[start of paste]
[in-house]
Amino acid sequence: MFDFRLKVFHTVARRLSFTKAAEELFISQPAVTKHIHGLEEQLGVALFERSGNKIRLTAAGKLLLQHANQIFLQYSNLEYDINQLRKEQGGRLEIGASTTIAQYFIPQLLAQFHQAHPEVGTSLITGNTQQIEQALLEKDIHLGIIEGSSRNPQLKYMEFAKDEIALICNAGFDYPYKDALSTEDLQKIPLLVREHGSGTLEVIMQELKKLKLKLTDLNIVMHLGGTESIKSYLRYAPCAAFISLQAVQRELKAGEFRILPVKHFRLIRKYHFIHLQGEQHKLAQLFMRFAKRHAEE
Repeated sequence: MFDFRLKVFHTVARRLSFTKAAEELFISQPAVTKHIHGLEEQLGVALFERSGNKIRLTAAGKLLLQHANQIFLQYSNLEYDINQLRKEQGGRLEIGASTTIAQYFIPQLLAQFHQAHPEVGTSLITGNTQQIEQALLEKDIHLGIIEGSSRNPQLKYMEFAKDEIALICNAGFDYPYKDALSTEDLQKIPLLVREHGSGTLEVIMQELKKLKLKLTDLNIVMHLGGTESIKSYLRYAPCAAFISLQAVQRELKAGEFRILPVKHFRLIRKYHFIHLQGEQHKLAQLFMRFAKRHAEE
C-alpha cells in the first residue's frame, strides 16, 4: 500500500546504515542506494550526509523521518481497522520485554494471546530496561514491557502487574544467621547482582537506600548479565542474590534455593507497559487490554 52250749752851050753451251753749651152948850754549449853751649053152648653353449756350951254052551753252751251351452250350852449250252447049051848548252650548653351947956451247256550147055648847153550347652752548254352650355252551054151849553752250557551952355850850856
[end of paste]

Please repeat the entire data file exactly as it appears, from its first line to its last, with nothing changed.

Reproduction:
[in-house]
Amino acid sequence: MFDFRLKVFHTVARRLSFTKAAEELFISQPAVTKHIHGLEEQLGVALFERSGNKIRLTAAGKLLLQHANQIFLQYSNLEYDINQLRKEQGGRLEIGASTTIAQYFIPQLLAQFHQAHPEVGTSLITGNTQQIEQALLEKDIHLGIIEGSSRNPQLKYMEFAKDEIALICNAGFDYPYKDALSTEDLQKIPLLVREHGSGTLEVIMQELKKLKLKLTDLNIVMHLGGTESIKSYLRYAPCAAFISLQAVQRELKAGEFRILPVKHFRLIRKYHFIHLQGEQHKLAQLFMRFAKRHAEE
Repeated sequence: MFDFRLKVFHTVARRLSFTKAAEELFISQPAVTKHIHGLEEQLGVALFERSGNKIRLTAAGKLLLQHANQIFLQYSNLEYDINQLRKEQGGRLEIGASTTIAQYFIPQLLAQFHQAHPEVGTSLITGNTQQIEQALLEKDIHLGIIEGSSRNPQLKYMEFAKDEIALICNAGFDYPYKDALSTEDLQKIPLLVREHGSGTLEVIMQELKKLKLKLTDLNIVMHLGGTESIKSYLRYAPCAAFISLQAVQRELKAGEFRILPVKHFRLIRKYHFIHLQGEQHKLAQLFMRFAKRHAEE
C-alpha cells in the first residue's frame, strides 16, 4: 500500500546504515542506494550526509523521518481497522520485554494471546530496561514491557502487574544467621547482582537506600548479565542474590534455593507497559487490554 52250749752851050753451251753749651152948850754549449853751649053152648653353449756350951254052551753252751251351452250350852449250252447049051848548252650548653351947956451247256550147055648847153550347652752548254352650355252551054151849553752250557551952355850850856